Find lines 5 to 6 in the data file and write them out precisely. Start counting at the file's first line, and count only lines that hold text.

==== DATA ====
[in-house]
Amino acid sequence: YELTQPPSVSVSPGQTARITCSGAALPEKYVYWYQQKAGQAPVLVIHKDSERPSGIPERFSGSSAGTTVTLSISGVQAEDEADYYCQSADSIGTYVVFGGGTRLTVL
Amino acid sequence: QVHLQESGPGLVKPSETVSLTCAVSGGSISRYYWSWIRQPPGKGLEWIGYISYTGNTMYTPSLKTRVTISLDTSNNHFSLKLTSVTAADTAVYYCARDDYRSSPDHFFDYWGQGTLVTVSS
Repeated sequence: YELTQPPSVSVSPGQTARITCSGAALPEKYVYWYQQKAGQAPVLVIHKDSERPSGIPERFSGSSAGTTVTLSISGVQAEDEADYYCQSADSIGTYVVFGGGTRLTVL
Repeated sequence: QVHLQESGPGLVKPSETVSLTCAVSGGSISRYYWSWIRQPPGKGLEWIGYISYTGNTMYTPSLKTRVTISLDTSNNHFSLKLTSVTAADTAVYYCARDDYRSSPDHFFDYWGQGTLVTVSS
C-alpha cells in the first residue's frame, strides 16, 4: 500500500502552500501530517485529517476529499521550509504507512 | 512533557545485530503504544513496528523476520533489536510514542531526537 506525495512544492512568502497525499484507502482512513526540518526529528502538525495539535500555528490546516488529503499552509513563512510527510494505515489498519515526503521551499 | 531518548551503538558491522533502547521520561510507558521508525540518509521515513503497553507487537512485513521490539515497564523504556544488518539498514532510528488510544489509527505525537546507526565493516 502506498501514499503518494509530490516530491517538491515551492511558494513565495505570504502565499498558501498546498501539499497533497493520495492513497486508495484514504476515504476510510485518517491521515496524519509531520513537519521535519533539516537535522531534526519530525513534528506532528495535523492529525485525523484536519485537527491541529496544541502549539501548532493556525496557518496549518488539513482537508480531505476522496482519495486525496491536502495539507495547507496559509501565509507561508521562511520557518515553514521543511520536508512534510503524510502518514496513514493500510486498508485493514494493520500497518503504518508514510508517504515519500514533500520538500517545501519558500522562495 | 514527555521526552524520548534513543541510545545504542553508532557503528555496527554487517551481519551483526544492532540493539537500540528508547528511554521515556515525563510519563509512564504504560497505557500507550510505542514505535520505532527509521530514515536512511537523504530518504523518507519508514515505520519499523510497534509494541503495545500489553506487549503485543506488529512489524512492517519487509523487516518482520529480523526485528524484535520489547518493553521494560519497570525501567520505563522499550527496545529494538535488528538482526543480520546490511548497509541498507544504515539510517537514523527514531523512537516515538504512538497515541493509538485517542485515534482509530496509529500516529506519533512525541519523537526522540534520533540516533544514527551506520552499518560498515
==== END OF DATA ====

Repeated sequence: QVHLQESGPGLVKPSETVSLTCAVSGGSISRYYWSWIRQPPGKGLEWIGYISYTGNTMYTPSLKTRVTISLDTSNNHFSLKLTSVTAADTAVYYCARDDYRSSPDHFFDYWGQGTLVTVSS
C-alpha cells in the first residue's frame, strides 16, 4: 500500500502552500501530517485529517476529499521550509504507512 | 512533557545485530503504544513496528523476520533489536510514542531526537 506525495512544492512568502497525499484507502482512513526540518526529528502538525495539535500555528490546516488529503499552509513563512510527510494505515489498519515526503521551499 | 531518548551503538558491522533502547521520561510507558521508525540518509521515513503497553507487537512485513521490539515497564523504556544488518539498514532510528488510544489509527505525537546507526565493516 502506498501514499503518494509530490516530491517538491515551492511558494513565495505570504502565499498558501498546498501539499497533497493520495492513497486508495484514504476515504476510510485518517491521515496524519509531520513537519521535519533539516537535522531534526519530525513534528506532528495535523492529525485525523484536519485537527491541529496544541502549539501548532493556525496557518496549518488539513482537508480531505476522496482519495486525496491536502495539507495547507496559509501565509507561508521562511520557518515553514521543511520536508512534510503524510502518514496513514493500510486498508485493514494493520500497518503504518508514510508517504515519500514533500520538500517545501519558500522562495 | 514527555521526552524520548534513543541510545545504542553508532557503528555496527554487517551481519551483526544492532540493539537500540528508547528511554521515556515525563510519563509512564504504560497505557500507550510505542514505535520505532527509521530514515536512511537523504530518504523518507519508514515505520519499523510497534509494541503495545500489553506487549503485543506488529512489524512492517519487509523487516518482520529480523526485528524484535520489547518493553521494560519497570525501567520505563522499550527496545529494538535488528538482526543480520546490511548497509541498507544504515539510517537514523527514531523512537516515538504512538497515541493509538485517542485515534482509530496509529500516529506519533512525541519523537526522540534520533540516533544514527551506520552499518560498515